Bill Hunt, Blu-ray defender? Over on The Digital Bits blogger Bill Hunt rebukes me for calling Blu-ray dead. Then he goes on to agree with almost everything I said - except for the conclusion.
With friends like that, Blu-ray doesn't need me!
Industry cheerleader opinion: Bill says I don't have the expertise to comment on a home video format - despite my large video collection, 10 foot HD home theater, Blu-ray player and HD video production work - but then goes on to say:
- ". . . Blu-ray Disc player and movie prices are still too high."
- "The BDA's licensing fees are too high. . . "
- ". . . there are still too many barriers (not the least of which is cost) to smaller content producers . . . ."
- "The need to continually update player firmware for title after title has been very frustrating . . ."
- "The economic slowdown and the lengthy format war haven't helped either."
He even says:
I do think the industry should take a look at Harris' recommendations for what a more "forward looking strategy" for the Blu-ray format ought to look like. I actually agree with a couple of them.
I think he meant "all of them" since he didn't note any disagreements.
Then he sums up his view, saying:
Blu-ray isn't going to replace DVD, the single most successful format in the history of consumer electronics, and anyone who thinks otherwise is out to lunch. But Blu-ray's future is plenty bright, folks.
My Blu-ray Disc Association (BDA) AACS Decoder Ring defines "bright" as
(adj) struggling to achieve market parity with a 10 year old technology.
Bill, I am humbled.
Download denial We differ in how the drama plays out. I think that watchable HD downloads will enable the iTunes generation to stop buying bits on plastic.
Bill doesn't mention the download alternative for HD content distribution. That makes it tough to figure out what he thinks about it other than he rejects it.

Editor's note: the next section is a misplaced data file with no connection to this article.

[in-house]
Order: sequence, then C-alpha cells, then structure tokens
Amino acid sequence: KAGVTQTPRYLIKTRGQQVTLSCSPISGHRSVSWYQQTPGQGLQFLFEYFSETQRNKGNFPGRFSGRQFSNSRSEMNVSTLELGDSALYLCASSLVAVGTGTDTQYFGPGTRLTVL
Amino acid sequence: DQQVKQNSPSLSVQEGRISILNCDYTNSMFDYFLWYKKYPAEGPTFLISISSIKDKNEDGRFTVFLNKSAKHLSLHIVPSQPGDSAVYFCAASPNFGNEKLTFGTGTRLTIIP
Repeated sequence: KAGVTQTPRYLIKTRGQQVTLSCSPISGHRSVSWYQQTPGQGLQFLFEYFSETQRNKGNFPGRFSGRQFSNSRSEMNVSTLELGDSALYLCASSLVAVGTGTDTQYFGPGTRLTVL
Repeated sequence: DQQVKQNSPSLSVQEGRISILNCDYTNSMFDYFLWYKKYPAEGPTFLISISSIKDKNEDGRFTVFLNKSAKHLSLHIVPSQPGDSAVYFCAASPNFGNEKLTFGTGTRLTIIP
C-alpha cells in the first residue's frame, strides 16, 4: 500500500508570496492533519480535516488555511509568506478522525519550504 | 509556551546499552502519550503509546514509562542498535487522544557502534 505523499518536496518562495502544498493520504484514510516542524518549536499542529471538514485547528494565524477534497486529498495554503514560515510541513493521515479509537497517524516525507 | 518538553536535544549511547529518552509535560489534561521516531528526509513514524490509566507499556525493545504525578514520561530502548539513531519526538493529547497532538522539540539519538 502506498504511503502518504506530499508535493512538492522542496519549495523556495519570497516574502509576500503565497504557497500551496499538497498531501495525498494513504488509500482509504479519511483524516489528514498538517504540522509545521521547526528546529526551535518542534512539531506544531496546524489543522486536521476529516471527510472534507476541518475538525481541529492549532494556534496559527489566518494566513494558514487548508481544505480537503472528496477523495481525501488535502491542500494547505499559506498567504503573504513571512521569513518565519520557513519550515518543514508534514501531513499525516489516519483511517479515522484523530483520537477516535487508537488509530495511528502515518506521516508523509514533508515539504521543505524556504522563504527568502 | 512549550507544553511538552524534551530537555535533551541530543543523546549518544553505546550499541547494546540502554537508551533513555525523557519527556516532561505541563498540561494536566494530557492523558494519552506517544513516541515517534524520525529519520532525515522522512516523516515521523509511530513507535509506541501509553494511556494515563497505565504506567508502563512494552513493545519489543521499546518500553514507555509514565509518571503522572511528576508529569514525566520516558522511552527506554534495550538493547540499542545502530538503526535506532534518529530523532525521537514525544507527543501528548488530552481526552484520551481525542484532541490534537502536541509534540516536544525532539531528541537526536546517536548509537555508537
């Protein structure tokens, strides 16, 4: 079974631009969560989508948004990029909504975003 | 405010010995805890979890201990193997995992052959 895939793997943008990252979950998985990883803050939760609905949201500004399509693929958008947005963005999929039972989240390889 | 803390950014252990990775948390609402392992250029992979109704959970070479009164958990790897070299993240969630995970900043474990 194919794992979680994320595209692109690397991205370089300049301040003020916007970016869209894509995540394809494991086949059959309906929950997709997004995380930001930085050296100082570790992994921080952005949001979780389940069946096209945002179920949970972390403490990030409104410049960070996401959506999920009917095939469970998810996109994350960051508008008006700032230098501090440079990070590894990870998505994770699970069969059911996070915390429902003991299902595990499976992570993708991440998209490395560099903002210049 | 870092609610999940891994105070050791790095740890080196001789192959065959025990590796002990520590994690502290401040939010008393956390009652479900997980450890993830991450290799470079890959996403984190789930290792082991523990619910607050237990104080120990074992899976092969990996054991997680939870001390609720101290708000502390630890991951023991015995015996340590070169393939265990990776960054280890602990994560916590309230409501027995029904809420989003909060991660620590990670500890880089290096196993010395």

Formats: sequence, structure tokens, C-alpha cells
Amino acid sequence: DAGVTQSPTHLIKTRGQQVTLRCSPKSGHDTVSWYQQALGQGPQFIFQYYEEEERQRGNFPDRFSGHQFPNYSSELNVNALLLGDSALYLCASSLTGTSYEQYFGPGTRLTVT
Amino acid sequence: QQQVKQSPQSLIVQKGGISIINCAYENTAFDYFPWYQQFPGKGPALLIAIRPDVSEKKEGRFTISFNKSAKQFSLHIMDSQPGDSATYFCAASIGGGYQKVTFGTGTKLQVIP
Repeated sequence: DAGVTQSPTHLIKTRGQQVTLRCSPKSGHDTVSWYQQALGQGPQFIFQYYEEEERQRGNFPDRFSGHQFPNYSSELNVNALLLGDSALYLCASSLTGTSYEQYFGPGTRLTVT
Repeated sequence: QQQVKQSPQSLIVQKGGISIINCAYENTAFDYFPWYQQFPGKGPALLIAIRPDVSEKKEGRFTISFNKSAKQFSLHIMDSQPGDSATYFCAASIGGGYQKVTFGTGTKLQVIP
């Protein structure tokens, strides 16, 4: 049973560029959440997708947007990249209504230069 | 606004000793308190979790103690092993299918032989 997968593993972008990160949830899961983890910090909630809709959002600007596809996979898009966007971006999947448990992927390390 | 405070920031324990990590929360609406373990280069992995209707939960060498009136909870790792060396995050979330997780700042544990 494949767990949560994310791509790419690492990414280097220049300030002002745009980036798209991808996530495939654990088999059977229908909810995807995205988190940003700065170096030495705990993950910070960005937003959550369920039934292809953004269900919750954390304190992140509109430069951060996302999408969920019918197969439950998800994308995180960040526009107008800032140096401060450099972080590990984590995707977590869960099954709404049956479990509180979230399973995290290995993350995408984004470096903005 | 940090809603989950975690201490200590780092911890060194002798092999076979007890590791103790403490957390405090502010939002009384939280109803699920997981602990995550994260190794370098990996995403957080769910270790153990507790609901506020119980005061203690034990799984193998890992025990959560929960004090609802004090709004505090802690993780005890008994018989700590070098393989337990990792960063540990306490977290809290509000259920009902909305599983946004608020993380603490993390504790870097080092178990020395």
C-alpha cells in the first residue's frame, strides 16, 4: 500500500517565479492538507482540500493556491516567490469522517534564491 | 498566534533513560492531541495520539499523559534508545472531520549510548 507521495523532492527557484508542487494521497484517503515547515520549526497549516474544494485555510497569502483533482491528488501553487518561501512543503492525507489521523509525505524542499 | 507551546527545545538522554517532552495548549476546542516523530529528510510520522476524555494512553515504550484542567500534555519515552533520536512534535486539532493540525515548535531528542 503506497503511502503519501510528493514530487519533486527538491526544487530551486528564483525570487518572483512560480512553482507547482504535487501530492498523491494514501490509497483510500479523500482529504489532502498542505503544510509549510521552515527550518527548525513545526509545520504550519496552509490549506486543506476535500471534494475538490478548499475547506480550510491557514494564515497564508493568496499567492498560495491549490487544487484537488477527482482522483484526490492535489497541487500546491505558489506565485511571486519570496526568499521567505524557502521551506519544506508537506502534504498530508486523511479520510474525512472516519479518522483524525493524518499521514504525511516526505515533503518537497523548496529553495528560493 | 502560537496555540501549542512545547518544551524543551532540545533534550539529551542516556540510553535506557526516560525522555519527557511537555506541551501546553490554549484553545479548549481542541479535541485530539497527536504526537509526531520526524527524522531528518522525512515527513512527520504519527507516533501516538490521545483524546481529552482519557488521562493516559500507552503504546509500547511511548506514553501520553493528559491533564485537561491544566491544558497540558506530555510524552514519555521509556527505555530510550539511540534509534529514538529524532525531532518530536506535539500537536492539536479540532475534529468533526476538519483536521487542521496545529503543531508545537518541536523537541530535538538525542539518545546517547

If I had to guess, I think the mix a few years from now is going to be 50% DVD, 30-40% Blu-ray and some smaller percentage of downloading.
Diving into downloads The knocks against HD downloads fall into several buckets:
- Poor quality. Those crummy 128k tracks killed iTunes. Seriously, codec technology is improving at a high rate. The percentage of people who can tell the difference will continue to shrink.
- Bandwidth limits. True, America trails much of the industrialized world in last mile bandwidth, but we are improving. And don't confuse downloading with streaming HD - the former doesn't need high bandwidth to work.
- Storage cost. Storage prices are dropping 40-50% annually. If it is a problem today - and most consumers have lots of unused disk space - it won't be tomorrow.
Remember when people used modems? The same objections held then against music downloads. Today's trends work to make video downloads commonplace.
The Storage Bits take It doesn't matter that videophiles, studios, hardware vendors and rental chains love Blu-ray. What matters is what consumers think.
The high-def war has been over for 8 months. Blu-ray's less than 4% share of disk unit sales hasn't budged - although its revenue share is about 15% due to its higher prices and younger catalog.
Cheaper players will help grow the available market. But there is still the disk price problem. Blu-ray disks are, on average, about 4x the average DVD price once you factor in the $5.99 back catalog specials.
I'd like to see Blu-ray become as common as DVDs are today. But the window of opportunity is closing fast.
Comments welcome, of course.